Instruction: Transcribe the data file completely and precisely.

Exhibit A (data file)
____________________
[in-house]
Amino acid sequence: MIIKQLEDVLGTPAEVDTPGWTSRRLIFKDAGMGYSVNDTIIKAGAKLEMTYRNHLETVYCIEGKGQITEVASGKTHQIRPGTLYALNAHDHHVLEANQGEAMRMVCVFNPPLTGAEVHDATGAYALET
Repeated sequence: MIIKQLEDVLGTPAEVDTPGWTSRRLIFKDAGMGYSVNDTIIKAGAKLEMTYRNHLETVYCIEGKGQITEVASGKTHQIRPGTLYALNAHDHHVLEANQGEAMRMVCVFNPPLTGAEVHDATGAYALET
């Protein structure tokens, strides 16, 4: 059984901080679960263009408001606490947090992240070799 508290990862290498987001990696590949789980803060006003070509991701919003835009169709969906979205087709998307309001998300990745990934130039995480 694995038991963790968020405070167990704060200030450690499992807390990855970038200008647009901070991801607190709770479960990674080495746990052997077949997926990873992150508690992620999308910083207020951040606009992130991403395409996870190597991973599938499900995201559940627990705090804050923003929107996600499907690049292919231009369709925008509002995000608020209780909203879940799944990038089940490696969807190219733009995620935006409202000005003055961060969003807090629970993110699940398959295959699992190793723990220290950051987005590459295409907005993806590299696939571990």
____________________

[in-house]
Amino acid sequence: MIIKQLEDVLGTPAEVDTPGWTSRRLIFKDAGMGYSVNDTIIKAGAKLEMTYRNHLETVYCIEGKGQITEVASGKTHQIRPGTLYALNAHDHHVLEANQGEAMRMVCVFNPPLTGAEVHDATGAYALET
Repeated sequence: MIIKQLEDVLGTPAEVDTPGWTSRRLIFKDAGMGYSVNDTIIKAGAKLEMTYRNHLETVYCIEGKGQITEVASGKTHQIRPGTLYALNAHDHHVLEANQGEAMRMVCVFNPPLTGAEVHDATGAYALET
């Protein structure tokens, strides 16, 4: 059984901080679960263009408001606490947090992240070799 508290990862290498987001990696590949789980803060006003070509991701919003835009169709969906979205087709998307309001998300990745990934130039995480 694995038991963790968020405070167990704060200030450690499992807390990855970038200008647009901070991801607190709770479960990674080495746990052997077949997926990873992150508690992620999308910083207020951040606009992130991403395409996870190597991973599938499900995201559940627990705090804050923003929107996600499907690049292919231009369709925008509002995000608020209780909203879940799944990038089940490696969807190219733009995620935006409202000005003055961060969003807090629970993110699940398959295959699992190793723990220290950051987005590459295409907005993806590299696939571990």